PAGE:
What does this mean for retailers?
Technology has opened a world of information that is easy for anyone to access. While there will always be a segment of the population comfortable with making purchase decisions with little research, a growing number of powerful shoppers will use available resources to make their buying experiences more favourable. Instead of competing with these resources, companies need to embrace technology to offer their customers a stronger buyer-seller relationship.
This is where omnichannel retailing comes in. Everything is connected.
While no specific retailers were mentioned in the three scenarios at the beginning of this post, there are plenty of companies who offer the services described. Brick-and-mortar stores, including grocery stores, have seen the value of expanding their online services despite traditional shopping habits. Meanwhile, online retailers have entertained the notion of opening physical locations as another means of reaching their customers. For example, Amazon’s recently launched bookstore in Seattle does not display prices, but rather barcodes that customers scan using their phone’s camera and the Amazon app. While the physical location allows shoppers to interact with the products, the use of technology gives Amazon easy access to customer data to give recommendations, just as would happen if the buyer were shopping online.
Most retailers haven’t gone so extreme with their omnichannel methods. However, even a simple online transaction that allows in-store pickup shows how useful the integration of channels can be. For three straight years, nearly two-thirds of retail executives in the United States and United Kingdom considered implementing an omnichannel strategy to be advantageous for their customer service. In 2015 68% of these executives considered their sales to have improved as a result of this strategy, perhaps indicating that customers were more comfortable with their shopping experiences and willing to either spend more or more often.
How can omnichannel methods benefit the changing retail market?
Millennials are gaining more purchasing power as they graduate, pay off debt, and begin to hold steady jobs. Now is the time for retailers to adopt an omnichannel strategy to have the best chance to build and maintain relationships with these customers.
First, companies should endeavour to be more active on social media. Not only are outlets like Facebook and Twitter great for delivering messages to a wide audience quickly, they also allow customers to give feedback easily. Being able to respond to bugs and concerns instantly gives companies the opportunity to solve problems faster and keep up meaningful relationships with their users by showing their dedication to customer satisfaction – which also reflects the transparency shoppers want in their retailers. Social media platforms are ideal for showcasing charitable events and social causes supported by the company, providing millennials a closer look at how the world benefits from their loyalty.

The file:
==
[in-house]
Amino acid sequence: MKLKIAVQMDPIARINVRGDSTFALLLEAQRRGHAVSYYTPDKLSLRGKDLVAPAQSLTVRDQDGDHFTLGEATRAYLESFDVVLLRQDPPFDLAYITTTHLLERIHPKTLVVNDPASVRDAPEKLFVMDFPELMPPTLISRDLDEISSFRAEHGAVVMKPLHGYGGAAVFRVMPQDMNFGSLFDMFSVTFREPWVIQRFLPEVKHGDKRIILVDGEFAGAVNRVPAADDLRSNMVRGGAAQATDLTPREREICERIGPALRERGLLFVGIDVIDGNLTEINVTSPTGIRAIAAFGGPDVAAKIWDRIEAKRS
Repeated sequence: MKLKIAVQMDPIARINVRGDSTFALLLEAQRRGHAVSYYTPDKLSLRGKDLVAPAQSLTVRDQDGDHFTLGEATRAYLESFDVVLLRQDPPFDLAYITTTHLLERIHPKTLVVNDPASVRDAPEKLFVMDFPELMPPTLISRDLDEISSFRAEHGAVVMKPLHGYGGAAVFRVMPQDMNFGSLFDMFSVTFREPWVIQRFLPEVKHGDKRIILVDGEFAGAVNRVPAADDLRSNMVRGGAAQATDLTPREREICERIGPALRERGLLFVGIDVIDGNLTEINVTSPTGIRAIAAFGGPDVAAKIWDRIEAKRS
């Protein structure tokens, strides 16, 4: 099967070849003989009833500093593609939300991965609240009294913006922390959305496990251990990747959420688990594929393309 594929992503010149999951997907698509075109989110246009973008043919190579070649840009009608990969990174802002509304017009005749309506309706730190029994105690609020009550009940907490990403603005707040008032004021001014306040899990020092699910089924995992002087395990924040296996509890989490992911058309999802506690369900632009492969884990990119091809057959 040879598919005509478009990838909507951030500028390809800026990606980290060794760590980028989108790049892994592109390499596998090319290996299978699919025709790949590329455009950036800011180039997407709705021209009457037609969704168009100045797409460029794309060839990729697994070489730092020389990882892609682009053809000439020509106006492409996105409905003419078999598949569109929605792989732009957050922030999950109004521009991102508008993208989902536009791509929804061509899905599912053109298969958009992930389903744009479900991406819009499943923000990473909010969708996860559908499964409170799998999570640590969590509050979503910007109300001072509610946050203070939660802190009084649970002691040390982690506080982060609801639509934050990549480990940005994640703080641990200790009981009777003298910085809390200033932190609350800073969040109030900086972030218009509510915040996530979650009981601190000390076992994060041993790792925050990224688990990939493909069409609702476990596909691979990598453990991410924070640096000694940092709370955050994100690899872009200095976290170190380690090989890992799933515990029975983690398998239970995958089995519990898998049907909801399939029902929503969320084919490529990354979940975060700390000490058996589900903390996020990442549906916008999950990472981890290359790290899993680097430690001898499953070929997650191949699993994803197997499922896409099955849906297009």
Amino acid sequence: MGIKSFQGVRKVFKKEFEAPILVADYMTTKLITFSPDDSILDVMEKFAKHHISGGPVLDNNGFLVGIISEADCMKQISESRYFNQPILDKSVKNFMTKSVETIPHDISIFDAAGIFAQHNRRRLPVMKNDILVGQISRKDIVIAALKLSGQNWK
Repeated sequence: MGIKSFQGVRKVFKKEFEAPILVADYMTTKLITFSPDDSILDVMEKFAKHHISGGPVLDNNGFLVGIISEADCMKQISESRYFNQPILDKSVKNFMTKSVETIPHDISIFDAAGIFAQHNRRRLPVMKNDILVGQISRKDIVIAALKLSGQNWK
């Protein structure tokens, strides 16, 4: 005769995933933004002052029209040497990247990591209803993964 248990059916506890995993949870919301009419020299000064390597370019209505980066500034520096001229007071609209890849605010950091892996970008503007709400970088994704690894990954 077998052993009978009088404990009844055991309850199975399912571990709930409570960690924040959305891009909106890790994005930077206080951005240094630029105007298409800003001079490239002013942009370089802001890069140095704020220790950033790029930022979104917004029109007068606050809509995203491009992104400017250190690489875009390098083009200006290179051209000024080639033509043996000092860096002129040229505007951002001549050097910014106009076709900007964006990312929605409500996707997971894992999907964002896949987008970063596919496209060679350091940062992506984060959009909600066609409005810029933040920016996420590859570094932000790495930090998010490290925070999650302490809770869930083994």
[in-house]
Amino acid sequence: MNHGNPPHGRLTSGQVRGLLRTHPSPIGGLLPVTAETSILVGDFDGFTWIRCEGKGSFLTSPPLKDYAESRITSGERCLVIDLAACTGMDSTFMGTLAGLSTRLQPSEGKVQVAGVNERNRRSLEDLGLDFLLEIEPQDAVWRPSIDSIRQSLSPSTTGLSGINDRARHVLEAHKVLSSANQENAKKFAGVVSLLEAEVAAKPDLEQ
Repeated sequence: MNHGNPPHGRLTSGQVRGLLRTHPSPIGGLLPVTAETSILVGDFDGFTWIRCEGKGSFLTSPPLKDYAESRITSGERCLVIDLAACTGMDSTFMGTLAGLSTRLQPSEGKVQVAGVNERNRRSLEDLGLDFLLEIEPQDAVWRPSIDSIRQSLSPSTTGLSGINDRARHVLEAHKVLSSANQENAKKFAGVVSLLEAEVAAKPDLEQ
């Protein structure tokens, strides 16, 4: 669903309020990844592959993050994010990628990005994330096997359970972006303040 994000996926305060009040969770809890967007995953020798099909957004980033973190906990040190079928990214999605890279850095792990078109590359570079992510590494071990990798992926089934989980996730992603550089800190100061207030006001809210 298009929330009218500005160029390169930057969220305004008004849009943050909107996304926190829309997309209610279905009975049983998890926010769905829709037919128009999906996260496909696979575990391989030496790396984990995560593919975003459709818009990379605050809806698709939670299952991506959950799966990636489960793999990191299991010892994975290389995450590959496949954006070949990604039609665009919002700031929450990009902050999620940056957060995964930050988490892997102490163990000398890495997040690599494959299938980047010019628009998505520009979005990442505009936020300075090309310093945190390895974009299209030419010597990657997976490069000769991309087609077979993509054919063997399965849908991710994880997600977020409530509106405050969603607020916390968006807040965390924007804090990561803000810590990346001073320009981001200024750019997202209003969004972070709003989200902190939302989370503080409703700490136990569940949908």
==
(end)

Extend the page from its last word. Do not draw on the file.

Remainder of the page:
Since Gen Y places emphasis on the advice of others before purchasing a product, it should be easier for potential shoppers to access diverse opinions. Many online retailers have long since added user reviews to product pages, an advantage they have over brick-and-mortar stores where comparisons may take much longer. According to Lynn Dornblaser, Director of Innovation & Insight at Mintel, QR codes on products will become more popular, providing customers with promotions and downloads on their phones either in-store or at home. This creates another platform where retailers can interact with their customers personally by providing inspiration and advice.
Strong relationships with customers are beneficial for retailers as well, not just limited to the customer lifetime value that accompanies brand loyalty. Despite their budget-conscious shopping habits, millennials were shown to pass on instant discounts in favour of a higher-value rebate offered by a retailer. By providing shoppers with enough relevant information and options to suit their lifestyle, companies can ensure customers see the value in a purchase decision beyond simple numbers.
Omnichannel retailing may sound like a daunting task, but at its core it is about customer satisfaction. Retailers are still providing a service – customers have simply gained the ability to have their needs fulfilled in diverse ways.
Playing across multiple channels is not only going to be something advantageous going forward, it’s going to be required for any retailer no matter what their size.
— Warren Shoulberg, Editorial Director at Gifts and Dec